Multi-Worm Tracker software tracked time-varying contours of larvae.COURTESY OF J.T. VOGELSTEIN ET AL.Neuroscientists have a new guide to consult as they work to understand the functions of the fruit fly’s neural architecture. Researchers from the Howard Hughes Medical Institute’s Janelia Farm Research Campus in Virginia and Johns Hopkins University in Maryland have recorded and classified the behavioral effects of activating sets of neurons throughout the Drosophila larval brain. Together, the activated cells comprise the majority of the larval brain’s 10,000 neurons, the researchers found. Their work was published today (March 27) in Science.

“They’ve come up with a framework to more or less completely describe what it’s doing when you’re acutely stimulating neurons,” said William Schafer, a neuroscientist at the University of Cambridge who did not participate in the research. “I think it’s really nice.”

This work “gives me some hope that we can actually understand...

The Janelia Farm-led team took advantage of several tools developed in recent years, including optogenetics. With access to more than 1,000 Drosophila lines with the GAL4 gene inserted into clusters of two to 15 neurons, the team took flies that had been engineered to selectively express the light-sensitive protein channelrhodopsin in the presence of GAL4 and bred them with the GAL4 Drosophila lines. This produced lines of flies with small subsets of neurons that the researchers could activate with light.

Next, the researchers placed groups of genetically engineered larvae into plastic dishes and activated their neurons while videotaping their movements. To track the larval movements, they used a multi-worm tracker, a set-up involving a high-resolution video camera and software that translates the video into simplified data depicting movements and contours. The worm tracker was originally developed to track the movements of the nematode Caenorhabditis elegans, but is well-suited to track worm-like fly larvae.

The researchers tracked multiple larvae for each GAL4 line, recording the movements of 37,780 flies in total. “That’s all great, but then the real difficulty becomes dealing with the behavioral data,” said coauthor Marta Zlatic, a neuroscientist at Janelia Farm.

Zlatic’s team consulted statisticians at Johns Hopkins. Historically, neuroscience researchers have either classified larval or worm movements by hand or taught machines to automatically spot pre-defined movements. But for this study, the researchers decided to take a different approach. In collaboration with the Johns Hopkins experts, they applied a data analysis technique to subdivide the types of larval movements automatically into a branching tree of behavior types.

At the tree’s most detailed level, the technique identified 29 distinct behavioral sequences. The researchers found that many of the broad categories appeared similar to behaviors scientists had previously recorded. These categories included such moves as the “wiggle escape,” the “straight escape,” the “turn-turn-turn,” and the “back up.” But it was more difficult for the researchers to distinguish between the most intricately subdivided behaviors, as the data analysis-driven approach had.

“It seems that they have discovered new types of behaviors that have not been identified before, and they can validate behaviors that have already been classified by humans,” said Alipasha Vaziri, a neuroscientist and physicist at the University of Vienna and at the Research Institute for Molecular Pathology, who was not involved in the work.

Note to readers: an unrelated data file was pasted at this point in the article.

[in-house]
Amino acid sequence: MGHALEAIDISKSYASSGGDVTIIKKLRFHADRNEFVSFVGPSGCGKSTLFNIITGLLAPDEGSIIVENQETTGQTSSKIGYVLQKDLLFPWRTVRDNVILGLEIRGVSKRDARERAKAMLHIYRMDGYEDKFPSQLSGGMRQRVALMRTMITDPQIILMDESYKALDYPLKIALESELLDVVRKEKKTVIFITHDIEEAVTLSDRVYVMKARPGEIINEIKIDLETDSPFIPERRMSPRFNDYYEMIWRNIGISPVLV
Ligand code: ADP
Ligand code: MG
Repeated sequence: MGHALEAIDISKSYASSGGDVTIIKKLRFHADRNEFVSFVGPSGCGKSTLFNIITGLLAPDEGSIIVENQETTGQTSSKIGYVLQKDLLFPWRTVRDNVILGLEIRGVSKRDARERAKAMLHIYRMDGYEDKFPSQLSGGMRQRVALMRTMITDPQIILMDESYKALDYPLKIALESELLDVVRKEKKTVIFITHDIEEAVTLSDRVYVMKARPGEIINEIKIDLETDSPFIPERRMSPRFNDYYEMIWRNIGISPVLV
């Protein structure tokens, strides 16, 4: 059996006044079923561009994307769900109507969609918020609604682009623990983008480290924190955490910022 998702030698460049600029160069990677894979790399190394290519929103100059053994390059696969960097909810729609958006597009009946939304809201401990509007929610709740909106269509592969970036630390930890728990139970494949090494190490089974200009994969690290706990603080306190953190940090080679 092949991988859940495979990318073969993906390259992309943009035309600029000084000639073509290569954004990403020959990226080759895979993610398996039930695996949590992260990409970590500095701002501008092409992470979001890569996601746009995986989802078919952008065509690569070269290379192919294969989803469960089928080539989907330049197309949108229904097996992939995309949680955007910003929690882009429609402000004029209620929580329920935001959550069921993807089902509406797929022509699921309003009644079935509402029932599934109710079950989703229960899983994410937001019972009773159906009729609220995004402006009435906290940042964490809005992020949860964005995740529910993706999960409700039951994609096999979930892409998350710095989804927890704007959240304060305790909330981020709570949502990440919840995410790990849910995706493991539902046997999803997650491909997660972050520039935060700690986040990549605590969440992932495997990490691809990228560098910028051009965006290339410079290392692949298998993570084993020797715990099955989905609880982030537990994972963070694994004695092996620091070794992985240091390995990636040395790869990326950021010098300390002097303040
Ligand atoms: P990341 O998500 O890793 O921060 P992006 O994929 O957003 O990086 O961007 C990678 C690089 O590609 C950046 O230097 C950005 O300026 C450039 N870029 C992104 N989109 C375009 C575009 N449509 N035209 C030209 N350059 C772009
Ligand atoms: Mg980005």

Finally, the researchers linked the behavioral sequences to their associated neurons. Zlatic noted that a given set of neurons might contribute to multiple behaviors. The relationships between groups of neurons and behaviors seemed probabilistic—activating neurons in individual animals with the same genetic backgrounds did not always have the exact same effect, but groups of neurons did appear to be associated with certain behavioral outcomes.

Zlatic is also working on generating a wiring diagram of the connections between the neurons in larval Drosophila. She hopes to soon combine her neural-behavioral map with her wiring map in order to understand how chains of neurons produce behaviors.

“It gives them a way to look at their [Drosophila] lines, and the ones that cause the same behavioral sequences, presumably those could be in the same neural circuit,” said Schafer. “It gives you a way to start mapping circuit space.”

Zlatic noted that her colleagues at Janelia Farm aim to make neural-behavioral maps in adult flies, which have 10 times as many neurons as larvae. And producing a neural-behavioral map for mice is another long-range goal. For now, Zlatic is focusing on larvae because of their relative simplicity. “The goal is to extract general principles about nervous system function,” she said.

Samuel pointed out that as neuroscientists produce more and more data through projects such as the BRAIN initiative, collaborations with statisticians will be key. The larval neural-behavioral map is an encouraging sign that such collaborations can work, he said.

“There’s a huge amount of work to be done, but this is a nice resource that can begin to partition cells to different behaviors,” said Samuel. “This is an excellent starting point.”

J.T. Vogelstein et al., “Discovery of brainwide neural-behavioral maps via multiscale unsupervised structure learning,” Science, doi:10.1126/science.1250298, 2014.

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